Thursday, August 28, 2014

When are crackers not crackers? When they're Animal Cracker Cookies

Whoever named animal crackers must have been a marketing genius. Kids know they're cookies, but parents see the word "crackers" and think they're probably better than those cookies right next to them.

I remember loving animal crackers, and the box with the string was an added bonus. I could carry it around like a little purse.

Did you know ... that originally that string was on the box for ...

Heh. I'll let you think about that. Answer at the end of the post.

Maybe it was my fascination with animal crackers that fueled my adult love for cookie cutters, and recently my obsession is with the more elaborate cutters that emboss designs or that let you assemble 3-D cookies, like the birdhouse cookies I made a while back.

When I saw these animal cookie cutters, I had to have them. And when my buddies at 37 Cooks announced a challenge featuring Bob's Red Mill products, I decided that these cookies would be a perfect way to show off both the all purpose flour and the whole wheat.

The recipe here is perfect for cookie cutter creations, since the cookies don't rise or spread much at all, so you don't lose the shape or the embossed design.

Shortbread Cookies with a little Whole Wheat
Makes 2-3 dozen very small cookies

1 stick (8 tablespoons) unsalted butter at room temperature
2 tablespoons granulated sugar
1/2 teaspoon salt
2 teaspoons vanilla extract
1 cup all purpose flour
1/2 cup whole wheat flour

In a medium bowl, cream the butter, sugar and salt. Add the vanilla extract and continue beating until combined.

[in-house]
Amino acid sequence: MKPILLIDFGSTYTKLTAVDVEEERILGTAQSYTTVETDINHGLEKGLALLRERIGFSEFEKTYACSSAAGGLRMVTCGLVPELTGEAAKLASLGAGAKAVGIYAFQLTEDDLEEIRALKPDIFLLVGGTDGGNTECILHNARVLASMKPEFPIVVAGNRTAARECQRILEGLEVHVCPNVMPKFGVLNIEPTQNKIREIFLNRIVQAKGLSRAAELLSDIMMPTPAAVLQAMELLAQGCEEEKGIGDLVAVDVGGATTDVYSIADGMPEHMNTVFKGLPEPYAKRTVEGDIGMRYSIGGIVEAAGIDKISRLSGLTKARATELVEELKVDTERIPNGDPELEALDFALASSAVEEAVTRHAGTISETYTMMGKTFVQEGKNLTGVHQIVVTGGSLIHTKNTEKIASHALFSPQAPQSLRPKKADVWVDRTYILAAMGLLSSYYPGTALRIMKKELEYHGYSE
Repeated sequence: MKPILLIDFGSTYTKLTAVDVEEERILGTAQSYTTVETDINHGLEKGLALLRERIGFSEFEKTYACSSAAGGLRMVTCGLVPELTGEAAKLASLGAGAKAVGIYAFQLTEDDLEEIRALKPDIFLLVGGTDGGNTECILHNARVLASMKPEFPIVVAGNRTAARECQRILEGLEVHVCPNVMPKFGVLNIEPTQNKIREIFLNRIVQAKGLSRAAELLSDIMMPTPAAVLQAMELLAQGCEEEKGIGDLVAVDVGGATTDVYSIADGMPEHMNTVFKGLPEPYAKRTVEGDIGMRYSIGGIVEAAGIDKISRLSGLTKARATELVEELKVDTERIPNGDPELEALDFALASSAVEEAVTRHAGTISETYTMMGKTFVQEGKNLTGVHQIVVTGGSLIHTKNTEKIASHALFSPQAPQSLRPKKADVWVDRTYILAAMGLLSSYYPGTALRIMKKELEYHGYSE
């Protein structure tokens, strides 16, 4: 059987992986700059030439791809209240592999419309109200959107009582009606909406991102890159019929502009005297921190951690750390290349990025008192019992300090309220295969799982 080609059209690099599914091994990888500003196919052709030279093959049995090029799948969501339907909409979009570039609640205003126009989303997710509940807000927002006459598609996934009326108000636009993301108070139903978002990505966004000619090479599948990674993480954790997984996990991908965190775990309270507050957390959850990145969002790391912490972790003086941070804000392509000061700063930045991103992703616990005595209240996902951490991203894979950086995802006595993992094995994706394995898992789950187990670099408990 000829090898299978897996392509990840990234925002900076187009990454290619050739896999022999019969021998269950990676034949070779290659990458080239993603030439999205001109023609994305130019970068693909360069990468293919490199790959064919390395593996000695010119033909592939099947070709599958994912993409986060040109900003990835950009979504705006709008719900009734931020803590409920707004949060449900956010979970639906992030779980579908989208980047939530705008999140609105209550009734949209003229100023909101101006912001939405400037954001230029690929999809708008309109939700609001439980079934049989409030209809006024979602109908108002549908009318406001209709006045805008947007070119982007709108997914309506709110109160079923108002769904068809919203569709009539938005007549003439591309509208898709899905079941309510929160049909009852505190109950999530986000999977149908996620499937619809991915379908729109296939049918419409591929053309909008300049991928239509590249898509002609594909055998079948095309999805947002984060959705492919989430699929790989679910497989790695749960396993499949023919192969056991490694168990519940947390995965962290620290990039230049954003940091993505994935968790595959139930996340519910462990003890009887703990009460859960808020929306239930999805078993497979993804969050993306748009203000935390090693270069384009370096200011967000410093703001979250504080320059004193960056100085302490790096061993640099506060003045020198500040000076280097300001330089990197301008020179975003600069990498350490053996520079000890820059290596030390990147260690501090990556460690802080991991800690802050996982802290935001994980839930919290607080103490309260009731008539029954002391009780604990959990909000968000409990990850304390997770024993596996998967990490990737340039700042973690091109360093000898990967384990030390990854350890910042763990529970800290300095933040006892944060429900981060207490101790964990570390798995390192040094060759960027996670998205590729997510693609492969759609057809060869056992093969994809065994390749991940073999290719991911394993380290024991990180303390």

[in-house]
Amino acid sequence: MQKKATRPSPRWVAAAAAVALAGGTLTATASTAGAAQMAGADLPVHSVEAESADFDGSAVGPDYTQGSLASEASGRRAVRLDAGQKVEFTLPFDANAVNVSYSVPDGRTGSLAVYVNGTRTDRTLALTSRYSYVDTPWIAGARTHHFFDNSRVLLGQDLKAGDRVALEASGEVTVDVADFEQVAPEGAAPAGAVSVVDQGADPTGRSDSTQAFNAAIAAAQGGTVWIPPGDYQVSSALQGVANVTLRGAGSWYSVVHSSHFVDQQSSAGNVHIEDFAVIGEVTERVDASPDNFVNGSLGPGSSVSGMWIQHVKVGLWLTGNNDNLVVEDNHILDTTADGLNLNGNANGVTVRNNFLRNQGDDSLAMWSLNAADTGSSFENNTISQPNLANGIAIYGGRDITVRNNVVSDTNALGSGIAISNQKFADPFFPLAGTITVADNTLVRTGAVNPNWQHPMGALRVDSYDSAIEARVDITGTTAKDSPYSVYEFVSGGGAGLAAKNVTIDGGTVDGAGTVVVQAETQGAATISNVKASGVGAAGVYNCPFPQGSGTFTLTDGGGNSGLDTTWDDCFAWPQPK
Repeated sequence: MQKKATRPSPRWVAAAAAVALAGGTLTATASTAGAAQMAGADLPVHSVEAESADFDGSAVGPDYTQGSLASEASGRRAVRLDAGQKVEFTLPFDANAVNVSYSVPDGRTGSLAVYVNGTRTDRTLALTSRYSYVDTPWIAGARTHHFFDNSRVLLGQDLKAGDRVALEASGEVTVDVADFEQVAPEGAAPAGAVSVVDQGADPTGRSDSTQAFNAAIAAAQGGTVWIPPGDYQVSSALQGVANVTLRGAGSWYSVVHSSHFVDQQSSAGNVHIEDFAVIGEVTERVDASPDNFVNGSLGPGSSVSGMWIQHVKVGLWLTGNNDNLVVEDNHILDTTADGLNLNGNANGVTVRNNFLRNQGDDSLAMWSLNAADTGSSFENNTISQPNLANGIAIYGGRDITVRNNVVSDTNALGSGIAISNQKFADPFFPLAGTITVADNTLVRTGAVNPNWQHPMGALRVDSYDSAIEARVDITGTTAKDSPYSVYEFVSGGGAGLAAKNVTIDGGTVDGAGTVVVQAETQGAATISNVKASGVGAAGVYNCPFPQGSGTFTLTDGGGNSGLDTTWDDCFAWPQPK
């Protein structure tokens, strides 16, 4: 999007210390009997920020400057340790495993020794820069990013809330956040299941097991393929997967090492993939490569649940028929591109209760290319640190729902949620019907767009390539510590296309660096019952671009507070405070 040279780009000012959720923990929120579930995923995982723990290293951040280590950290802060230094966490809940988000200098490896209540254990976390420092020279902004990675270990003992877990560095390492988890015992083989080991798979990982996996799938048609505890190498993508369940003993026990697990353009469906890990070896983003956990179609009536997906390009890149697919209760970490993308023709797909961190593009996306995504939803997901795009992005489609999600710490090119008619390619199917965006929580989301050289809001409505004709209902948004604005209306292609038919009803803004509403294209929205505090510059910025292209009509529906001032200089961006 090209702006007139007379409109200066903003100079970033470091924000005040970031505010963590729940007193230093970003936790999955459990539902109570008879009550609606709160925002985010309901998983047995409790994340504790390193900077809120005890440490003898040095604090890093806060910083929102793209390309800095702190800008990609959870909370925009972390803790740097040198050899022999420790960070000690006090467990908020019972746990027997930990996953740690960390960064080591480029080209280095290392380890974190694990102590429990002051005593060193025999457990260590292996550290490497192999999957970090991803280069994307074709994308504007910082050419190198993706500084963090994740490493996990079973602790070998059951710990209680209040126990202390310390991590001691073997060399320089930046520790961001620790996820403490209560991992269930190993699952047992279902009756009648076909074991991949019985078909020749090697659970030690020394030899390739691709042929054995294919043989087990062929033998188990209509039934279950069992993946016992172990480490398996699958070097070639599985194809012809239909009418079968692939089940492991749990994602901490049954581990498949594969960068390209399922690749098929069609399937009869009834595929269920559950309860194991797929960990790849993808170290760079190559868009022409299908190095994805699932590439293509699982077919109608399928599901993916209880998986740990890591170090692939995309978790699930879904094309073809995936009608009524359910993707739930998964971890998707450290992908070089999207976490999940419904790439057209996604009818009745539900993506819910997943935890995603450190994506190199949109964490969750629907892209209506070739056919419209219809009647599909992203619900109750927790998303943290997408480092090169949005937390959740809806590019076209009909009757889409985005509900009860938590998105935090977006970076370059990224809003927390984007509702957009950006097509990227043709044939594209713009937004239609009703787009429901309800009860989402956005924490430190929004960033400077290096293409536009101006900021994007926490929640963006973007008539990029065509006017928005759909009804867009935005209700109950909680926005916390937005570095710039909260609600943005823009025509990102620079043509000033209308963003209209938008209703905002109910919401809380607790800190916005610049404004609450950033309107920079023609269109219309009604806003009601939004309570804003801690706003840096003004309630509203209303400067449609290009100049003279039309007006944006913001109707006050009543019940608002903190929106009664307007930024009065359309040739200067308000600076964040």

Add the flours and mix until combined. Gather the dough into a ball, flatten to a disk, and refrigerate until chilled – or for several days, if desired.

Preheat the oven to 350 degrees, lightly flour your work surface, and have baking sheets standing by.

Working with portions of the dough at a time, roll the dough to about 1/4 inch and cut with cookie cutters as desired. Right out of the refrigerator, this dough tends to be a little brittle and tends to crack apart, but as it warms slightly, it's easier to roll. If it does break apart, you can just gather up the pieces and mash them together.

Place the cookies on a cookie sheet. Parchment paper is fine, but you don't need a greased cookie sheet.

You can re-roll the dough scraps and cut more cookies, but if the dough gets too soft, it can be hard to work with as it sticks to your work surface and flops about when you try to pick up a cookie. If that's the case, just refrigerate it for 10 minutes or so, to let it firm up, then continue rolling and cutting.

Bake the cookies at 350 degrees until lightly browned on the edges, about 14 minutes.

Let the cookies cool on the pan for a while before you transfer them to racks to cool completely. They're a little fragile when warm, but they'll firm up as the cool. These are still slightly delicate when completely cool, so don't plan on putting them in a box and shipping them across the country.

Warning: Don't store your predator cookies with the prey cookies.
And now for the answer you've been waiting for. The colorful Animal Cracker box with the handy string was intended so that you could hang the box ...

... wait for it ...

... on your Christmas tree. Yup, the box was like a free ornament for your tree.